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Flashcards in Microbiology-Infectious Endocarditis Deck (26)
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1

What are the two types of endocarditis and what determines what type you have?

Acute and sub-acute endocarditis. The infections are classified based on the virulence of the infecting organism. Acute and sub-acute can both result in heart failure and renal disease.

2

What are potential sources of bacterial that can cause infective endocarditis?

Breach of barrier from normal flora, infection elsewhere in the body and IV drug use.

3

What makes a host susceptible to infective endocarditis?

Preexisting valvular damage (due to sticky fibrin deposition on valve). Prosthetic valve replacements. Infection by an aggressive microbe.

4

Incidence of endocarditis involving native valves is only 5 per 100,000. What age group is most likely to become a case?

Aged 50-70

5

What is incidence of endocarditis in I.V. drug users?

150 to 2000 cases per patient-year

6

Why is poor dentition and oral hygiene a risk factor for infective endocarditis?

The bacteria in your mouth exist in biofilms that stick very well to fibrin on valves.

7

What is the #1 predisposing factor for endocarditis in the developing world?

Rheumatic fever

8

Who is the offender in endocarditis that presents after an impetigo infection?

Group A strep (pyogenes). Note it is gram-positive, beta-hemolytic, catalase negative and bacitracin sensitive.

9

What is responsible for deposition and thickening of valve leaflets in rheumatic heart disease?

Antibodies developed against the M protein attack valve leaflets.

10

What are the different types of bacteremia?

Transient (bacteria readily cleared w/o detectable inflammatory response), intermittent (infection from extra-vascular site spreads and causes inflammatory response), continuous (infection site within circulatory system)

11

A patient comes to see you with a fever and general malaise. She also presents with splinter hemorrhages in her nail beds and eyelids. What does this tell you?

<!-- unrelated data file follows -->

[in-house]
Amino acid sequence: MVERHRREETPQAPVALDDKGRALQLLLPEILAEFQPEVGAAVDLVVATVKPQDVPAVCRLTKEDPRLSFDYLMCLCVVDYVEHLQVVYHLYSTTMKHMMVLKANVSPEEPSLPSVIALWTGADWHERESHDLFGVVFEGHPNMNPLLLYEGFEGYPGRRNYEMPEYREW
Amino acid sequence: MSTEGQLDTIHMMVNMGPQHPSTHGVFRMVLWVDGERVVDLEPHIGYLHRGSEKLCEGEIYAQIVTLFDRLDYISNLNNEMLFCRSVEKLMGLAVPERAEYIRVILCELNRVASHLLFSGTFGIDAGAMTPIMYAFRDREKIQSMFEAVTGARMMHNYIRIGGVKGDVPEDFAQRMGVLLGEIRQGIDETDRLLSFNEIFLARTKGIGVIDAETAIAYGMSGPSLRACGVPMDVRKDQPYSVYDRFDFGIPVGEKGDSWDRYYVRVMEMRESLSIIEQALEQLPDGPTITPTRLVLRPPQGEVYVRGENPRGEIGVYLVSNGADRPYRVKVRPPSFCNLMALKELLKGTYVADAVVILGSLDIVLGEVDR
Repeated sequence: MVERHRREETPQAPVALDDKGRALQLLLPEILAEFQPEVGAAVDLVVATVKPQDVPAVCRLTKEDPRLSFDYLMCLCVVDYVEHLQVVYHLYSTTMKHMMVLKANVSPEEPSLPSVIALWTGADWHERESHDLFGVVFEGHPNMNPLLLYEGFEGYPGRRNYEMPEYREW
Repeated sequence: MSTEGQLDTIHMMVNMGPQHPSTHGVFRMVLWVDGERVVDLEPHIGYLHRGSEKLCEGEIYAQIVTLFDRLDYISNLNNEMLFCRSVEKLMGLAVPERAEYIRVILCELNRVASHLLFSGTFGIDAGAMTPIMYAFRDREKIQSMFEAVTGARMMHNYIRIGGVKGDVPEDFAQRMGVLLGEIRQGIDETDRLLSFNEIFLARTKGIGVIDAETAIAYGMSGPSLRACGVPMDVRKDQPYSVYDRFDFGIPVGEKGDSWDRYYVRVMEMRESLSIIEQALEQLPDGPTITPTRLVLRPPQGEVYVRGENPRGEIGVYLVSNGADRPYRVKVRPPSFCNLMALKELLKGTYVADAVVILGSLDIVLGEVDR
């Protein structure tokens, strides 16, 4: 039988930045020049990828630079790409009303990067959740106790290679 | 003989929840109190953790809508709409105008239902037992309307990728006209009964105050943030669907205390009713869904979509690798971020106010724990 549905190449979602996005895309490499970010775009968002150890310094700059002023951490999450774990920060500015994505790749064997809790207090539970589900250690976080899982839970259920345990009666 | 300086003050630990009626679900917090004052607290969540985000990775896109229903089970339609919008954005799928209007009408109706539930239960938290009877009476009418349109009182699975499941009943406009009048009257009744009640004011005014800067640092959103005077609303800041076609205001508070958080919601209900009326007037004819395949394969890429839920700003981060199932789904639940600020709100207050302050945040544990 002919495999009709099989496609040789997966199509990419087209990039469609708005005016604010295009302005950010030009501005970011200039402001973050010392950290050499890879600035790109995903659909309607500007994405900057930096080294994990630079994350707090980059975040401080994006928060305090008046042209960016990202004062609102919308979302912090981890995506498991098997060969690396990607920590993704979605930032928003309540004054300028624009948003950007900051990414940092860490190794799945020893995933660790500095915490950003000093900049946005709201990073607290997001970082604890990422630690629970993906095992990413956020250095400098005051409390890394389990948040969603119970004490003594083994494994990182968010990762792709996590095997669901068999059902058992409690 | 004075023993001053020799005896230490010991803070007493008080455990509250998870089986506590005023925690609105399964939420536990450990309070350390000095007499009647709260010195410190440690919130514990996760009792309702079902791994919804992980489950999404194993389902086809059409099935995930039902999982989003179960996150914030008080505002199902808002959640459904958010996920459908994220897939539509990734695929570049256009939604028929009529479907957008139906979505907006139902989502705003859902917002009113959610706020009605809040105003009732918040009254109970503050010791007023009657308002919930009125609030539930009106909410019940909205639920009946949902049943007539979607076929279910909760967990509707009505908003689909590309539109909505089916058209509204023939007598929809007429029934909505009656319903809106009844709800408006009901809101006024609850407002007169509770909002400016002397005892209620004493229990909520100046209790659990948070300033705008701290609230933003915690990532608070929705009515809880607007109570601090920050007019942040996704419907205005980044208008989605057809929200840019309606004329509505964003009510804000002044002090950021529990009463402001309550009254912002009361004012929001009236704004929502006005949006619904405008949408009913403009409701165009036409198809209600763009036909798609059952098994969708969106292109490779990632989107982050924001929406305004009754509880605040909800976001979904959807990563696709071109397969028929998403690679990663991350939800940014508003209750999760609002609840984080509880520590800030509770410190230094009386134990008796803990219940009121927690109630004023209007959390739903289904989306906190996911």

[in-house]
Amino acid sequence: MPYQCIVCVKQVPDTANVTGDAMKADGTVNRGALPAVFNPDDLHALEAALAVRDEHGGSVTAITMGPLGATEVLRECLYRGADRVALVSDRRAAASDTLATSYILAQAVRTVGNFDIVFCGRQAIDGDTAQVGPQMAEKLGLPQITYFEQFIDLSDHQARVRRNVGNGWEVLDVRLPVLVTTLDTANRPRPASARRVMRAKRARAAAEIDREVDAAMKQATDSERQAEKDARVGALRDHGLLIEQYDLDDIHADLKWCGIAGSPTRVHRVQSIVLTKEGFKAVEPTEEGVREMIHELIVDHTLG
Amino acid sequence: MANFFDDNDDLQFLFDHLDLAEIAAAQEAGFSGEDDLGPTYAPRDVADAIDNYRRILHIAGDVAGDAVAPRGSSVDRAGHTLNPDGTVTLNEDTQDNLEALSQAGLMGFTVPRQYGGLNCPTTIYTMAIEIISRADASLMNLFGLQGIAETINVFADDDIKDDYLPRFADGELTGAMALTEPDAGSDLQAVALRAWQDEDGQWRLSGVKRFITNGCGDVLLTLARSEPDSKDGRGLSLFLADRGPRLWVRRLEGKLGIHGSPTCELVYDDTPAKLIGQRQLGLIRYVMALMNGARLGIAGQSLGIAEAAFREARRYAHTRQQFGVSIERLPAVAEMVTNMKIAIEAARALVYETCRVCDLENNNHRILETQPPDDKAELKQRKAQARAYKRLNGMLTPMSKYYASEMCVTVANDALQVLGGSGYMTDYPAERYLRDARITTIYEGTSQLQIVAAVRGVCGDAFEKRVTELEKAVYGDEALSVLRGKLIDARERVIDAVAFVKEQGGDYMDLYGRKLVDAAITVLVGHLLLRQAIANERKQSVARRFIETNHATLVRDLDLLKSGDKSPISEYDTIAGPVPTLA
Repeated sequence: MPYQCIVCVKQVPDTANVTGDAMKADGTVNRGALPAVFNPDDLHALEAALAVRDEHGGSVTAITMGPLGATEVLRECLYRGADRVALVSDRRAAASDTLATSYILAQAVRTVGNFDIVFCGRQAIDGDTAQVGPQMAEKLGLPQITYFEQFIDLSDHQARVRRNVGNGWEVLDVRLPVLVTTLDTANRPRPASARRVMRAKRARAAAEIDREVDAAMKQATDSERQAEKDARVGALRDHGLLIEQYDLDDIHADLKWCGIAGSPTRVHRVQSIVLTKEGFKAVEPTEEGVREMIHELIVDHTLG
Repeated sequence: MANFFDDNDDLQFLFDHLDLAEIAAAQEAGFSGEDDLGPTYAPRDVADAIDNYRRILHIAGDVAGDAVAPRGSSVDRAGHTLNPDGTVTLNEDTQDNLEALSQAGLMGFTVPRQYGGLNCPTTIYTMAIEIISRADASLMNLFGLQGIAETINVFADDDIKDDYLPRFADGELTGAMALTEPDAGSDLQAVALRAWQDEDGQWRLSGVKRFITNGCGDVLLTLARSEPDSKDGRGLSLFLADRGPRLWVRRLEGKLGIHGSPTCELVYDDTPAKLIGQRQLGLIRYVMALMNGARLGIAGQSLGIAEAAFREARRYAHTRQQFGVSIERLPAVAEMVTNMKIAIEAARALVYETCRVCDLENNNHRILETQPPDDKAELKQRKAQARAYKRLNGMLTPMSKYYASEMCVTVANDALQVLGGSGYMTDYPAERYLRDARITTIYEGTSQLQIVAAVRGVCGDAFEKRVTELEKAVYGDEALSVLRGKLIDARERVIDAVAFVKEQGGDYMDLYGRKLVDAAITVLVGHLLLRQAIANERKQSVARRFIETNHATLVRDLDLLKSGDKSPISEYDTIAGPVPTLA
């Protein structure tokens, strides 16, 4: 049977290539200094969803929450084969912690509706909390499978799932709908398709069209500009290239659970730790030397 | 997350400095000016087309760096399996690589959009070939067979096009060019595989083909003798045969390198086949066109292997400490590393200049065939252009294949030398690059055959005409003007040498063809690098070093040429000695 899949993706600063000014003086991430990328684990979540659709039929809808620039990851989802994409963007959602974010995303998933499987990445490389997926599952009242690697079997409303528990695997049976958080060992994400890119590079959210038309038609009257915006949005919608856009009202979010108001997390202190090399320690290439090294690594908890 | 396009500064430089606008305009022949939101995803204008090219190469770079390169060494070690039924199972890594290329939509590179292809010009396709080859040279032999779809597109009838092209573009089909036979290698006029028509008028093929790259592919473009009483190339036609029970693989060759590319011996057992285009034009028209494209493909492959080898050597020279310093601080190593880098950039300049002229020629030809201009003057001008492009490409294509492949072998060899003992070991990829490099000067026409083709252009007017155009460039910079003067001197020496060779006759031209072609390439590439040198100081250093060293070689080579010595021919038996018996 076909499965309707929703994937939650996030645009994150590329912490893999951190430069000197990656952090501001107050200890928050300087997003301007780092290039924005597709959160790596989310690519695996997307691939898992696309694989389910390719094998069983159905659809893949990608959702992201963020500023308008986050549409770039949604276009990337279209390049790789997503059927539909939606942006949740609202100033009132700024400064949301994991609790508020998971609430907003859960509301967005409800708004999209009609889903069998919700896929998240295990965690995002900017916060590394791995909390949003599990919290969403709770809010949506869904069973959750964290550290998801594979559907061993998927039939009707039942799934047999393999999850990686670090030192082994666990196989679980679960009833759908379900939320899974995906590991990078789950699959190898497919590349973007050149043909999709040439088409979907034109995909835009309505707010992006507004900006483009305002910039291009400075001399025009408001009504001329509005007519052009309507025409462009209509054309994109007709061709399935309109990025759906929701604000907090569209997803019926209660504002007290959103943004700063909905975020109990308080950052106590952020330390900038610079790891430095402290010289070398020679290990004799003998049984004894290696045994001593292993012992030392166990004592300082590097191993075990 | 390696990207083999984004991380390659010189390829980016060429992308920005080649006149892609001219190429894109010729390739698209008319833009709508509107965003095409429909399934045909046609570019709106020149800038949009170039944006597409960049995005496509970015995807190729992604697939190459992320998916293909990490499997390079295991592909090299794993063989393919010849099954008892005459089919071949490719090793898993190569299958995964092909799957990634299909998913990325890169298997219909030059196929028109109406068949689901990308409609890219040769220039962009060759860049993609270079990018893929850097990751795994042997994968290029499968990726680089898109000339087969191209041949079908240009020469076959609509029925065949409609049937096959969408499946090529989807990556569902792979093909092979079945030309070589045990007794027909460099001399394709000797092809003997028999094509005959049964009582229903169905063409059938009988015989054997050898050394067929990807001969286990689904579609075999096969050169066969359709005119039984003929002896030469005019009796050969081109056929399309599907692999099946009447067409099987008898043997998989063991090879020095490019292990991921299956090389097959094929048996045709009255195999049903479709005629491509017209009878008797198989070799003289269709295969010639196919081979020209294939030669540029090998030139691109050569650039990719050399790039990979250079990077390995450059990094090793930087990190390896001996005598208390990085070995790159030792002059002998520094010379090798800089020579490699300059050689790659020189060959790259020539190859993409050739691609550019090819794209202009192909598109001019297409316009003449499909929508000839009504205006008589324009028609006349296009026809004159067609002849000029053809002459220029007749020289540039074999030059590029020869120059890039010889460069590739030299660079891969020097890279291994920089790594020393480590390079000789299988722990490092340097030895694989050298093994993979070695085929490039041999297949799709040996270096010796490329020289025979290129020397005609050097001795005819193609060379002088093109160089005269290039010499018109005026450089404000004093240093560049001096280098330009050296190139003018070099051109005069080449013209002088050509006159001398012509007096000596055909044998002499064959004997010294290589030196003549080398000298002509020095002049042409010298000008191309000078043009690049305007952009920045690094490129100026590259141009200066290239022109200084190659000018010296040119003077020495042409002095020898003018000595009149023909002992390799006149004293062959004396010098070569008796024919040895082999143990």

She likely has an infective endocarditis because antigen-antibody complexes are blocking the capillaries and causing these splinter hemorrhages.

12

A patient presents with fever and general malaise. His palms and soles of his feet are shown below. What are these lesions and what do they tell you?

These are Osler's nodes (left) and Janeway's lesions (right). They indicate embolism of fibrin, antigen-antibody complex and/or bacteria to these distal sites. Osler's nodes will be very tender and Janeway's lesions are non-tender.

13

Where is the most common site bacteria infects the heart?

Left side (aortic and mitral valves). Congenital and acquired lesions predominate on the left side of the heart, endothelia are more prone to damage on this side and oxygen content is high and can promote growth.

14

What side of the heart is most often affected by IV drug use?

Right side. This accounts for 10% of infective endocarditis.

15

What are common complications seen from infective endocarditis?

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16

What are the usual bacterial culprits in people with native valves? Prosthetic valves? IV drug abuse?

Early prosthetic valves are subject to nosocomial skin pathogens, later on they carry the same risk ask native valves.

17

What oral bacteria are alpha hemolytic (green on blood agar) and catalase negative?

Strep viridans (sanguis, mitis, mutans). They are the pathogens in the mouth that can cause endocarditis if you have bad oral hygiene.

18

A patient comes to see you with symptoms of endocarditis. He has a history of peridontitis. Lab results show small, slow growing gram negative bacilli. What organisms are the suspects in this infection? What one should you know for the midterm?

HACEK. Know cardiobacterium hominis.

19

A patient who is recovering from a heart valve replacement shows signs of endocarditis. He has been on a central IV line for the past few days. Lab results show a gram-positive, catalase positive, coagulase negative non hemolytic bacteria. What is the offending organism in this case? What if were staph aureus?

Staph epidermidis. It is common in hospital settings because it can form biofilms on sites where catheters stay for a while.

20

What type of organisms are suspected when endocarditis is associated with GI cancers and urogenital infections?

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21

How do you diagnose infective endocarditis?

DUKE criteria. 2 positive bacterial blood cultures and echocardiogram. 

22

How is infective endocarditis usually treated?

For subacute infections, you can give someone a PICC line and they self-administer antibiotics for 4-6 weeks. If their life is endangered, they will go in and replace the damaged valve.

23

What are the non-infective endocarditises? 

Marantic (wasting): mucin secreting tumors stick to valves and platelets aggregate on them. Libman-Sacks: Lupus antibody deposition on valves.

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26

How do you differentiate staph, strep and enterococcus?

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